Ensemble Artisanal, Marrakech, is a shopping complex that has lots of artwork, home décor, kitchen ware, fabrics, and clothing. The complex is sponsored by the government and promotes local artists. They conduct workshops and you can sign up if you are interested. It is located on Boulevard Mohamed V, just a few minutes away from Djemaa el-Fna and Koutoubia Mosque. The choices available may be fewer when compared to a souk but the quality that you get is impressive.

25. Eat at Al Fassia


Moroccan food is often made at home by locals, but still people throng to this high-end restaurant called Al Fassia. They offer exotic food, something that cannot be made at home. Also, this restaurant is totally run by women, and even the head chef of another big restaurant admitted that women cook better than men! If you want to savour some of their delicacies, make it a must on your itinerary. The delicacies include pigeon b'stilla, and mechoui, which is roast leg of lamb. Do try the almond flavoured b'stilla of milk. The restaurant is located at 55, Boulevard Zerktouni, Gueliz. It is open daily for lunch and dinner except Tuesdays. Dinner for two can cost up to approximately 500 MAD (50 USD), without wine.

26. For non-hagglers, head to Souk Cherifia

Spices
Source: Pixabay

If you are looking for more contemporary designs, be it clothes or home décor, but with a Moroccan touch, then you should head to Souk Cherifia. This is a little mall, located right in the centre of the medina. Another nearby landmark is the Terrasse des Epices, or Spice Market. You will find pottery, souvenirs, and modern Moroccan-designed brands. You can get a feel of what today’s designers are working on, and what inspires them. Also, if you think you cannot haggle at the souks, you must come here. At this mall, you will find products that are traditional but with a modern twist to them. The prices are fixed so you do not have to bother looking it up or asking around or bargaining. It is worth a visit! It is open every day from 10 am to 8 pm.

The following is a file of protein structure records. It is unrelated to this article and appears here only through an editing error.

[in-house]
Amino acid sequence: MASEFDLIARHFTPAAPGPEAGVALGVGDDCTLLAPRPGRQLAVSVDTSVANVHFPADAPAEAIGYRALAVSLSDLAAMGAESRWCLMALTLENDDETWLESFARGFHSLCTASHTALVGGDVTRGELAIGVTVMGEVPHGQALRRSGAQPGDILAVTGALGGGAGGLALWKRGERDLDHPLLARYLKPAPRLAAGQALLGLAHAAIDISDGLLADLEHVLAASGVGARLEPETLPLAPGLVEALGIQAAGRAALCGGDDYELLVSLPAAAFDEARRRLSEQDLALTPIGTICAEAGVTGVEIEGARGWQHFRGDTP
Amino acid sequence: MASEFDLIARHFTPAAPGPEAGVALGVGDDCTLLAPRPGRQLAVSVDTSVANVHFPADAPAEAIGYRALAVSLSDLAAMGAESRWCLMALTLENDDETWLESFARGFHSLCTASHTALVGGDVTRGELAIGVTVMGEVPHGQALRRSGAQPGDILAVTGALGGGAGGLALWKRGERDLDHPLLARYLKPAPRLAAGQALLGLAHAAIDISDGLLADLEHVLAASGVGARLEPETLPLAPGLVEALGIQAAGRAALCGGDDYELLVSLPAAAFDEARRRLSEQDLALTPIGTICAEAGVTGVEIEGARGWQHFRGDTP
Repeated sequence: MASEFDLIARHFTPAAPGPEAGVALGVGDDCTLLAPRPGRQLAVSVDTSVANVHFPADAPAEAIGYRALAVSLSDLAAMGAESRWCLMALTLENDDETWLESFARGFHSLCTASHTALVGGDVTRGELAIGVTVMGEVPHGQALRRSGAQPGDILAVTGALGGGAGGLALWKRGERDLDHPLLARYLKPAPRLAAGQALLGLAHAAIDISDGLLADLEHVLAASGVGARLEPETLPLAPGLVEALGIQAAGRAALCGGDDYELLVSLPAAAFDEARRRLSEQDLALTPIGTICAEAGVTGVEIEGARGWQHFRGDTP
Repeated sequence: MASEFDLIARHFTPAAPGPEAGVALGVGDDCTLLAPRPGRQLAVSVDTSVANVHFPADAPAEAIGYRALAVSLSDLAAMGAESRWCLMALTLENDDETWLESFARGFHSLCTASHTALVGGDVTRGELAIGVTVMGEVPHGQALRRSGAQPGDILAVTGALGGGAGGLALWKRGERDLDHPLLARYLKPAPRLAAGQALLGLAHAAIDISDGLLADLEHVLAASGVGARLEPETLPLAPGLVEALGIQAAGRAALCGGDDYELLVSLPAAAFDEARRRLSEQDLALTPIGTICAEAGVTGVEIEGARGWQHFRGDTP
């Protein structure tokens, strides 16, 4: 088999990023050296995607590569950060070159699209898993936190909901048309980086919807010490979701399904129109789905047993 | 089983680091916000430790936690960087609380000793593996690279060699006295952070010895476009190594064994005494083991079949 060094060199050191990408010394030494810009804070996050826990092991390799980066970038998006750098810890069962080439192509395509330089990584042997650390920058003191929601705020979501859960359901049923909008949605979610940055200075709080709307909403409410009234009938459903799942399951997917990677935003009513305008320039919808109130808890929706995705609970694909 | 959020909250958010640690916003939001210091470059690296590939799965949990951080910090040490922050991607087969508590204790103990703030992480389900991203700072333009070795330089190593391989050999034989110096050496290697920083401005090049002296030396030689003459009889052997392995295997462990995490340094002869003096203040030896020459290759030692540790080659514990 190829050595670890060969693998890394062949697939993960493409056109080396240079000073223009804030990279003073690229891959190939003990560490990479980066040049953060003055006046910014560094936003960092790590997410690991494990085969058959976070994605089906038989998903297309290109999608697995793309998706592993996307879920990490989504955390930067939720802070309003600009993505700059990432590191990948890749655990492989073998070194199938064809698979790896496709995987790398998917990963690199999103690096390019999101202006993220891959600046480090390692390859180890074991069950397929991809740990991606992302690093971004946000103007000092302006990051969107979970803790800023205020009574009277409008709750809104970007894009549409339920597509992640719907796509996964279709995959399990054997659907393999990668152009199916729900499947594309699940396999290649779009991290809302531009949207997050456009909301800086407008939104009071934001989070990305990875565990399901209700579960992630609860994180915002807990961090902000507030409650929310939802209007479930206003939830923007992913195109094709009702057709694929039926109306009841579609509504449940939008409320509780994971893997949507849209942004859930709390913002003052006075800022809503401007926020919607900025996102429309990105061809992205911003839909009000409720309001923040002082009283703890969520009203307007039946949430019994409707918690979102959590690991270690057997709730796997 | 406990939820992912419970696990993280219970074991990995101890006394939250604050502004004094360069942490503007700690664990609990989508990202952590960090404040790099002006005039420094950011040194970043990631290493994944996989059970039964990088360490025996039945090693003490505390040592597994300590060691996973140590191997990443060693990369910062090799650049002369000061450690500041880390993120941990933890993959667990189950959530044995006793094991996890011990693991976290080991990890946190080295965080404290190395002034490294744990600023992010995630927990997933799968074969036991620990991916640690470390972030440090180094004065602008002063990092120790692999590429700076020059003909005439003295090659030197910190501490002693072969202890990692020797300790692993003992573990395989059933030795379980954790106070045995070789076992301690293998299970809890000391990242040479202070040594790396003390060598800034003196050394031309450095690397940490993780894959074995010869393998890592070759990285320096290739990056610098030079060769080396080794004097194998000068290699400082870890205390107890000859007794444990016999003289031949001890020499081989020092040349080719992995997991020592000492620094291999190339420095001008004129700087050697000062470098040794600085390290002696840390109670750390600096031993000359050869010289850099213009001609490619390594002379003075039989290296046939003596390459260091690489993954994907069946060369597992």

27. Visit Galerie 127 for modern art

Editor's Note: There's no photo available at the time of writing

Are you interested in modern art, or looking for something you can enjoy in Marrakech? Then you must visit Galerie 127 at Avenue Mohammed V. The gallery is open from Tuesday to Saturday, from 3 pm to 7 pm. This art gallery houses the work of Mediterranean artists, and collections include various themes from travel photography to other interpretative works.

28. Belly dance!

Belly dancer
Source: Photo by user Jhayne used under CC BY 2.0

Visiting Morocco and miss out on belly dancing? No way! Although belly dance is not native to Morocco, you will find it being performed in quite a few places in the city of Marrakech. You can catch a performance at Jad Mahal, which has good food, good prices, and great performances. You can also try Comptoir Darna, Azar, Bo-zin, or The Lotus Club. All have good food, live DJs, and great performances as well!

29. Take a day trip to Ourika Valley

Ourika Valley
Source: Photo by user https://www.flick... used under CC BY 2.0

Looking for some peace and calm away from the hustle and bustle of Marrakech? Take a day trip to the beautiful Ourika Valley! With waterfalls, babbling streams, rivers, mountains, lovely views, and plenty of cute restaurants and cafes, it’s a great way to rest and unwind away from the city. Numerous operators run trips to Ourika Valley, or you could charter a private vehicle with driver for a reasonable price.

Pack, set, and go!

So, with this list, plan out your itinerary soon and get ready to have an amazing time in Marrakech! Enjoy your stay and the colourful chaos, soak up the atmosphere, and have a ball!

Disclosure: Trip101 selects the listings in our articles independently. Some of the listings in this article contain affiliate links.